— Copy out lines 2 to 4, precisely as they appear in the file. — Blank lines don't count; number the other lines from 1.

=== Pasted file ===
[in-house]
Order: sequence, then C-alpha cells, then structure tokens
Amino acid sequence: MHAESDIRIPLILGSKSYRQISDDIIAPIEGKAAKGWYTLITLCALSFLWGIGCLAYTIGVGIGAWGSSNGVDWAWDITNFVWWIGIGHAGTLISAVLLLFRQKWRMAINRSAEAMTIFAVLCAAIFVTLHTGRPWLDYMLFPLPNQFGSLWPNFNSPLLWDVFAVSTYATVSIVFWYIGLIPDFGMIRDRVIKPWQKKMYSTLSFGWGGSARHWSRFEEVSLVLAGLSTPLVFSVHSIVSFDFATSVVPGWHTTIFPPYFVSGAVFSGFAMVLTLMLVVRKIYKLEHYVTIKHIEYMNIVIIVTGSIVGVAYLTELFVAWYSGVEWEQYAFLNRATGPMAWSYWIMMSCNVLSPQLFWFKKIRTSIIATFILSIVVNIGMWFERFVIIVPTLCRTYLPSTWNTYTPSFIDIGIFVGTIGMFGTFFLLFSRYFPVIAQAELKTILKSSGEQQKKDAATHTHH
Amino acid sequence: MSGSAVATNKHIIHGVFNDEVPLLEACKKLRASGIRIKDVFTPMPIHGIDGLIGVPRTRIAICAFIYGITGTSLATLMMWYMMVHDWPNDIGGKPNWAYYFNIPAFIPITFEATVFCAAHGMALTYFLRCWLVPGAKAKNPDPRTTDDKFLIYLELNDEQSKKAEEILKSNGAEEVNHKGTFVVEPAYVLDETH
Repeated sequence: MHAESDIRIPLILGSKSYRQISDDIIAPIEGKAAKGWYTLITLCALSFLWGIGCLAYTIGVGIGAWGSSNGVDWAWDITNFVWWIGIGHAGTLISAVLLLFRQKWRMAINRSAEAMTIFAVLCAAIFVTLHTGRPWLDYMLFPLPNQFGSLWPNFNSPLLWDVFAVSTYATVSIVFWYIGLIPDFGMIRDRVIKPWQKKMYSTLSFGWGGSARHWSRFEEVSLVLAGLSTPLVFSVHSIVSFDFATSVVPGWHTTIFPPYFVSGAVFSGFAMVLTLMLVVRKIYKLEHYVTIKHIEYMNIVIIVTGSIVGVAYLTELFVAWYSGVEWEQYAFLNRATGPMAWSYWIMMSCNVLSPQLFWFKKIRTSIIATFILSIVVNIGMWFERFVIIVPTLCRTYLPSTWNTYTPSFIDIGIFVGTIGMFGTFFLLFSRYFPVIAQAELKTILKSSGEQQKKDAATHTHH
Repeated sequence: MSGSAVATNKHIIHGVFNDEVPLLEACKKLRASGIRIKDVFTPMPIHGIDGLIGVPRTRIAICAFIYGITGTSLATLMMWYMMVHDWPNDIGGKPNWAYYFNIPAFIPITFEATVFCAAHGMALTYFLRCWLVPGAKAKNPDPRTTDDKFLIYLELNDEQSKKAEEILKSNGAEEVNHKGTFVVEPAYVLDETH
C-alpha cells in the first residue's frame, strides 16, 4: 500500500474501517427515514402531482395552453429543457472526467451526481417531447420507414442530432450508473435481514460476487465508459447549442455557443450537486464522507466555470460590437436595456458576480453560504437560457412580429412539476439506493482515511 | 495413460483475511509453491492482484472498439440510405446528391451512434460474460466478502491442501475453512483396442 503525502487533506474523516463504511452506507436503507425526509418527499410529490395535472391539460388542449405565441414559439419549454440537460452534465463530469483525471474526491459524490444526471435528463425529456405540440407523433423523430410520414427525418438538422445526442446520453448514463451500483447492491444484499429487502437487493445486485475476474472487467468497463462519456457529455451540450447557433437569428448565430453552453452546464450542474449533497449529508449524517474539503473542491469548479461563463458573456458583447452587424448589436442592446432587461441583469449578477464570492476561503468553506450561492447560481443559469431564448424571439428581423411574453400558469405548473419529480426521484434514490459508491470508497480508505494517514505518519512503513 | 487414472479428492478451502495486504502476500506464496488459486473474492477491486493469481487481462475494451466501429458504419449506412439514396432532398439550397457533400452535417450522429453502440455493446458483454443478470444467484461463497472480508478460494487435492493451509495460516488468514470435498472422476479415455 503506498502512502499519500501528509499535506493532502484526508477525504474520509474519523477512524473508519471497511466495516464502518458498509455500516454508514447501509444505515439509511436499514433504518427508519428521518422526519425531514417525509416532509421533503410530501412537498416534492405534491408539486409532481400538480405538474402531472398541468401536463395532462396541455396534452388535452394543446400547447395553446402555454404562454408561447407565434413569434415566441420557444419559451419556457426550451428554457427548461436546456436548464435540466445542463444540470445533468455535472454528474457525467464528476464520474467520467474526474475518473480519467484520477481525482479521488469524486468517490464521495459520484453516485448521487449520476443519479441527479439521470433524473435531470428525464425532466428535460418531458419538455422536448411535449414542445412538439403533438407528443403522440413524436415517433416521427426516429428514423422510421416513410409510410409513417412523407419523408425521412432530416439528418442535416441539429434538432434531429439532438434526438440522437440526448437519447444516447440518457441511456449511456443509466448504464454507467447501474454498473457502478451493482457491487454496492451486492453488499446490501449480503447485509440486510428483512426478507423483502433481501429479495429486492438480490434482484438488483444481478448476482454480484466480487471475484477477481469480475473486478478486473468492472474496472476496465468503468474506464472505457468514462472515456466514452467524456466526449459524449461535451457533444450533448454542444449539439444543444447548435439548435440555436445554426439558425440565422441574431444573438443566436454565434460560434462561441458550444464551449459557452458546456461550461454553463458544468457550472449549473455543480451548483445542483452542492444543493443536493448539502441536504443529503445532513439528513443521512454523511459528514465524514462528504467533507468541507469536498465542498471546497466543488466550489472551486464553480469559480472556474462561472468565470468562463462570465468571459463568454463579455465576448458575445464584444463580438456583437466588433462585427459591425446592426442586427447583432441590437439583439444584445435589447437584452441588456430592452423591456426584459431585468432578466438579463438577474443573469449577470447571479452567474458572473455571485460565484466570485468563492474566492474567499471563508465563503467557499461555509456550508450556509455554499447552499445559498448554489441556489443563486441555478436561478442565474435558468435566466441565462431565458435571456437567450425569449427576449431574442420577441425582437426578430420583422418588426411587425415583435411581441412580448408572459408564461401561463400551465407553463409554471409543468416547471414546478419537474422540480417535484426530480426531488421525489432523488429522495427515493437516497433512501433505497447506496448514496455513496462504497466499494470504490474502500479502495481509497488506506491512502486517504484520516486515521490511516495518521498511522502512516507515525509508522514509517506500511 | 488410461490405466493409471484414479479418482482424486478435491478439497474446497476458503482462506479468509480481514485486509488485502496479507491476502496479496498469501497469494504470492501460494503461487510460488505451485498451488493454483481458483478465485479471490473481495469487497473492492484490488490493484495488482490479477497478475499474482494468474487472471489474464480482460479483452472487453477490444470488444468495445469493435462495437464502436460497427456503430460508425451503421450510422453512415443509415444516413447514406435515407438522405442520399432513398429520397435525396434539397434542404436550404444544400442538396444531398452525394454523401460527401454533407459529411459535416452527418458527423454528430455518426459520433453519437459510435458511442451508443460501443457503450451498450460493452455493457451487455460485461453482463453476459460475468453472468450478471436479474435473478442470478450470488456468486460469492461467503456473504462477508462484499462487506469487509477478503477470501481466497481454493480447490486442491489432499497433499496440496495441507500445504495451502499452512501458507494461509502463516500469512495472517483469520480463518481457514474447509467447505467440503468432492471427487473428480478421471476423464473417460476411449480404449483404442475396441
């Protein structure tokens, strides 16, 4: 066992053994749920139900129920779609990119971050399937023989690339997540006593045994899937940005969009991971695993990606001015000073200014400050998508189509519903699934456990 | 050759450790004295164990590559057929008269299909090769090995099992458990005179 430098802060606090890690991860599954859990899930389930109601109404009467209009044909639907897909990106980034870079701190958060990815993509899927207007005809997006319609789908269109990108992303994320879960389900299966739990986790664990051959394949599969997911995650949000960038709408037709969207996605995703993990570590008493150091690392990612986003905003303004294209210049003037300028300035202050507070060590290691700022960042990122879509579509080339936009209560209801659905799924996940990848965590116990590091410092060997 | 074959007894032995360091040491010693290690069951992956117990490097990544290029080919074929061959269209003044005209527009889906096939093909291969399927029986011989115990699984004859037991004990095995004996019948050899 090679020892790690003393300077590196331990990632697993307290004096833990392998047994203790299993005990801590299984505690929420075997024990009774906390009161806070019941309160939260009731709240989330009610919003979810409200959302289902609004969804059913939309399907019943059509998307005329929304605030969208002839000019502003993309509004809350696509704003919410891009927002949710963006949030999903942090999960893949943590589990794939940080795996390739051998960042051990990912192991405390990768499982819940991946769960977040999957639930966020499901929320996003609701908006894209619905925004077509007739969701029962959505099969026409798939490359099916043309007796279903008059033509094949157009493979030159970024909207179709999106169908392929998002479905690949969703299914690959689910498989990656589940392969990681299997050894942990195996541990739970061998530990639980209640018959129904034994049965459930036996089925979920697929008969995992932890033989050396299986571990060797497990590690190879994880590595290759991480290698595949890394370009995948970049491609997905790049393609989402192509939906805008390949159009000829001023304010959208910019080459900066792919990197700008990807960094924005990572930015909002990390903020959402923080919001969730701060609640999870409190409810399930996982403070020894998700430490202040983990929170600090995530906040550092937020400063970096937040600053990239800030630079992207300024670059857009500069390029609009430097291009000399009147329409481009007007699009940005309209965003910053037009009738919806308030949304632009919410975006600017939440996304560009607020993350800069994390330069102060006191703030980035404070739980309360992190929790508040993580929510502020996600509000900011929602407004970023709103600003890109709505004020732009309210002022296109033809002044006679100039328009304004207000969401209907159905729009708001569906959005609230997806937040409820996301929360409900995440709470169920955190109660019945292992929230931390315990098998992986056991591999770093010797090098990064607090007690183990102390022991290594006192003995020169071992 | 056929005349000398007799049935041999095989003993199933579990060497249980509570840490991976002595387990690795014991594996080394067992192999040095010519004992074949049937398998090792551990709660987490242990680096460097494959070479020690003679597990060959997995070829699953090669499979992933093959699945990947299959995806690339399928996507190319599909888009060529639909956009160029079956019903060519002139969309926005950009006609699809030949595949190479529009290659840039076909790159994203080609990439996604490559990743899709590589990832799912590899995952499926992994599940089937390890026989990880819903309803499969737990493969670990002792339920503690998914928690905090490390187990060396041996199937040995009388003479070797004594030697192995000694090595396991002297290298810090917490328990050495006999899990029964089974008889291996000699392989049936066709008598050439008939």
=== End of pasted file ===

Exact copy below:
Order: sequence, then C-alpha cells, then structure tokens
Amino acid sequence: MHAESDIRIPLILGSKSYRQISDDIIAPIEGKAAKGWYTLITLCALSFLWGIGCLAYTIGVGIGAWGSSNGVDWAWDITNFVWWIGIGHAGTLISAVLLLFRQKWRMAINRSAEAMTIFAVLCAAIFVTLHTGRPWLDYMLFPLPNQFGSLWPNFNSPLLWDVFAVSTYATVSIVFWYIGLIPDFGMIRDRVIKPWQKKMYSTLSFGWGGSARHWSRFEEVSLVLAGLSTPLVFSVHSIVSFDFATSVVPGWHTTIFPPYFVSGAVFSGFAMVLTLMLVVRKIYKLEHYVTIKHIEYMNIVIIVTGSIVGVAYLTELFVAWYSGVEWEQYAFLNRATGPMAWSYWIMMSCNVLSPQLFWFKKIRTSIIATFILSIVVNIGMWFERFVIIVPTLCRTYLPSTWNTYTPSFIDIGIFVGTIGMFGTFFLLFSRYFPVIAQAELKTILKSSGEQQKKDAATHTHH
Amino acid sequence: MSGSAVATNKHIIHGVFNDEVPLLEACKKLRASGIRIKDVFTPMPIHGIDGLIGVPRTRIAICAFIYGITGTSLATLMMWYMMVHDWPNDIGGKPNWAYYFNIPAFIPITFEATVFCAAHGMALTYFLRCWLVPGAKAKNPDPRTTDDKFLIYLELNDEQSKKAEEILKSNGAEEVNHKGTFVVEPAYVLDETH